There was a poignant moment at Barclays’ AGM today when Ocean Hyland, a 22-year-old First Nations activist from Canada, raised the issue of the bank financing a tar sands pipeline in British Columbia.
The Tsleil Waututh Nation fiercely opposes the development, which it fears will increase tanker traffic and bring with it a heightened risk of oil spills and pollution, facilitating the expansion of the Alberta Oil Sands in the process. It is backed by environmental organisations such as Greenpeace.
In March, I highlighted a damning report on the banking industry’s financing of extreme fossil fuels like this, which according to a coalition of non profit organisation surged to a $115bn (£84bn) in 2017.
Britain had only one bank in the top ten worst offenders in the form of HSBC. But last month that bank said it would mostly stop funding new coal power plants, tar sands projects and arctic drilling, a welcome sign of progress.
“We recognise the need to reduce emissions rapidly to achieve the target set in the 2015 Paris Agreement... and our responsibility to support the communities in which we operate,” Daniel Klier, HSBC’s group head of strategy and global head of sustainable finance, said at the time.
The decision was pragmatic: banks like his will suffer as much as the rest of us as the malign consequences of carbon pollution mount and the global economy takes the hit.
It also leaves Barclays as an outlier.
The answer Ms Hyland received when she raised the issue was similar to the one I got when I followed it up with the bank: We’re looking at the issue and preparing new policies for publication on extreme oil and on climate change.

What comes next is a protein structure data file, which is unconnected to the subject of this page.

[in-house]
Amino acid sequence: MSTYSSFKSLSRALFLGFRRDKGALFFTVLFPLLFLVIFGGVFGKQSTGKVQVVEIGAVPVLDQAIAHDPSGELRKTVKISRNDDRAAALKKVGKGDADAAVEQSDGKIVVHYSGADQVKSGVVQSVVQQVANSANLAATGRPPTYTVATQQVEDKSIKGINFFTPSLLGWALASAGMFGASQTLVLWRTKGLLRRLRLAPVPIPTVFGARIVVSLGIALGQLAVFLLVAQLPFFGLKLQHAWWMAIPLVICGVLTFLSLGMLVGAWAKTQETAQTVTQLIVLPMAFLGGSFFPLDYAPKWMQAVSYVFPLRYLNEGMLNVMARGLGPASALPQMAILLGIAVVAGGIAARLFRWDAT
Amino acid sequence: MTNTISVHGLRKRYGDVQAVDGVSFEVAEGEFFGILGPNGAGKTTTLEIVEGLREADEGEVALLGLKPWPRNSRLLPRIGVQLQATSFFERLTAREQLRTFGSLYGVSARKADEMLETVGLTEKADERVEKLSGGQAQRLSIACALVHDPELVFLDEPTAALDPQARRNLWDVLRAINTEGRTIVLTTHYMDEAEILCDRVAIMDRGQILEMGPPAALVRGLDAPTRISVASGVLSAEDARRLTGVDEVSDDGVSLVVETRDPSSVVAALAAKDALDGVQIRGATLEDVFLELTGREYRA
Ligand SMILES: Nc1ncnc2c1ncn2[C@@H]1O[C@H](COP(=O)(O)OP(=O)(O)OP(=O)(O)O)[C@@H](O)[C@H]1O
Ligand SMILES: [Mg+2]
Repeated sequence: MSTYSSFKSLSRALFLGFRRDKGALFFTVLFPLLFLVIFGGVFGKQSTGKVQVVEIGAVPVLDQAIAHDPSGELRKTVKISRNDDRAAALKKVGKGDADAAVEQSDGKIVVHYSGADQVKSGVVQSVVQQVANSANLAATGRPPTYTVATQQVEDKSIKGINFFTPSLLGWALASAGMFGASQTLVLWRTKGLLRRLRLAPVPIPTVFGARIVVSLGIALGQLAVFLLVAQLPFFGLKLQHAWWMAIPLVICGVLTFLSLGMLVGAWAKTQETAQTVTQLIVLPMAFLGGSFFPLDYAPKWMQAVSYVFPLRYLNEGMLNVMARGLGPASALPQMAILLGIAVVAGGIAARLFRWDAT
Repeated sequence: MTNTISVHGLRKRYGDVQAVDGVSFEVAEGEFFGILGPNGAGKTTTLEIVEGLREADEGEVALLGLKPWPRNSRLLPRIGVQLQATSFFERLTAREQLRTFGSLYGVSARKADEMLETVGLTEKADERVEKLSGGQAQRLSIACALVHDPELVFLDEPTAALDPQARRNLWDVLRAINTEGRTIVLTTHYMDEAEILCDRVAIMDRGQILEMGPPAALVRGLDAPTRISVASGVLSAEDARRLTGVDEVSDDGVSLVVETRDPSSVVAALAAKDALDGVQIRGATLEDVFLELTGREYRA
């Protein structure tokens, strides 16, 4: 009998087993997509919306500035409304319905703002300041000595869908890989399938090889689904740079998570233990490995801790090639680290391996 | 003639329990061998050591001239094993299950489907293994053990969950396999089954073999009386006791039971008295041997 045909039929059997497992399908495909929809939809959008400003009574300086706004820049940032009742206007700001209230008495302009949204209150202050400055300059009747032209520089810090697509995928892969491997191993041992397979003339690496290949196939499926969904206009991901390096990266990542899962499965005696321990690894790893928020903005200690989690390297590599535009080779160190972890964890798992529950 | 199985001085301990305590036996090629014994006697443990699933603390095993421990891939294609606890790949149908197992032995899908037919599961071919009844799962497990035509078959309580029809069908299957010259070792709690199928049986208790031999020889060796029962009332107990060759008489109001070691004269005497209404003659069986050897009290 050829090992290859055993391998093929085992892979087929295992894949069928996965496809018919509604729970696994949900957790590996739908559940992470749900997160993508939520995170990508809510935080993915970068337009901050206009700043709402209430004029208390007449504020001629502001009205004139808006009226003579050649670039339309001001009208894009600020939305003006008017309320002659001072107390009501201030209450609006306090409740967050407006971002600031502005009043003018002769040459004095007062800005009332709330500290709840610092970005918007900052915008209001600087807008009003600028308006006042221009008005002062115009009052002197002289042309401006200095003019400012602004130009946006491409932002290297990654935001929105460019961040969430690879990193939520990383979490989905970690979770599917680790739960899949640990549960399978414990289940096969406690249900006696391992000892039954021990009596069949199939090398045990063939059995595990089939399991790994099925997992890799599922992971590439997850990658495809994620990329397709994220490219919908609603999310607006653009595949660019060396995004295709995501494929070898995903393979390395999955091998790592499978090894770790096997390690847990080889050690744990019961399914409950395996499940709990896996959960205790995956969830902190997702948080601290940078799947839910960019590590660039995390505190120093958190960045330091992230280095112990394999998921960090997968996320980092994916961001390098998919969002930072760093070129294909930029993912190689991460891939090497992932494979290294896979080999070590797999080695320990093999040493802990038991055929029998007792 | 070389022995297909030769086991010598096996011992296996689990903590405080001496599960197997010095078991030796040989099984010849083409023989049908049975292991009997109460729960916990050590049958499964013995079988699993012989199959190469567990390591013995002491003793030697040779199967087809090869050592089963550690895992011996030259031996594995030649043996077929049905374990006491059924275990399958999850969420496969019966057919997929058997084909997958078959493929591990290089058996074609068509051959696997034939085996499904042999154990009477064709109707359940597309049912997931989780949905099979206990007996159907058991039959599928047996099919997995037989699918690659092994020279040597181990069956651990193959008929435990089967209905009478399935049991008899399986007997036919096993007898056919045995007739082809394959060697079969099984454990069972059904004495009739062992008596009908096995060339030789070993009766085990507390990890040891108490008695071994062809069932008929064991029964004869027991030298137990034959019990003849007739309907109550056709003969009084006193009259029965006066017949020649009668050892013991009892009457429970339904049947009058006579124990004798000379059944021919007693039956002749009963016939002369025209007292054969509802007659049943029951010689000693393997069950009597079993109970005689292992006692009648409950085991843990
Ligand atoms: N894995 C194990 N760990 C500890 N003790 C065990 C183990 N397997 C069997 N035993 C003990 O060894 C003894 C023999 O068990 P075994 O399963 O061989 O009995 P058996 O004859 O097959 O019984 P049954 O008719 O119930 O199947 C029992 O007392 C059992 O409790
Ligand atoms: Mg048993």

At the meeting the re-election of Barclays chief executive Jes Staley was backed by more than 99 per cent of investors, despite the Financial Conduct Authority saying it wants to fine him for an attempt to unmask a whistleblower and the presence of activist Ed Bramson on the shareholder register. He's seeking a shake up.
In his opening remarks, Mr Staley declared “the huge task of restructuring Barclays” to be complete while hailing the “considerable progress” made against his strategy of making Barclays a transatlantic consumer and wholesale bank anchored in London and New York with “very positive consequences for the future”.
That could be seen as sending a message to Mr Bramson: We're on the right track so pipe down.
If that is so and Barclays is the strong bank with the potential Mr Staley says it has, the financing of the destructive activities Ms Hyland opposes, which represent only a relatively small part of its business, ought to be unnecessary.
It is thus to be hoped that the promised publications will represent more than a PR whitewash and signal their end, sparing Ms Hyland, who travelled more than 4,000 miles to attend the AGM, from another long flight next year.
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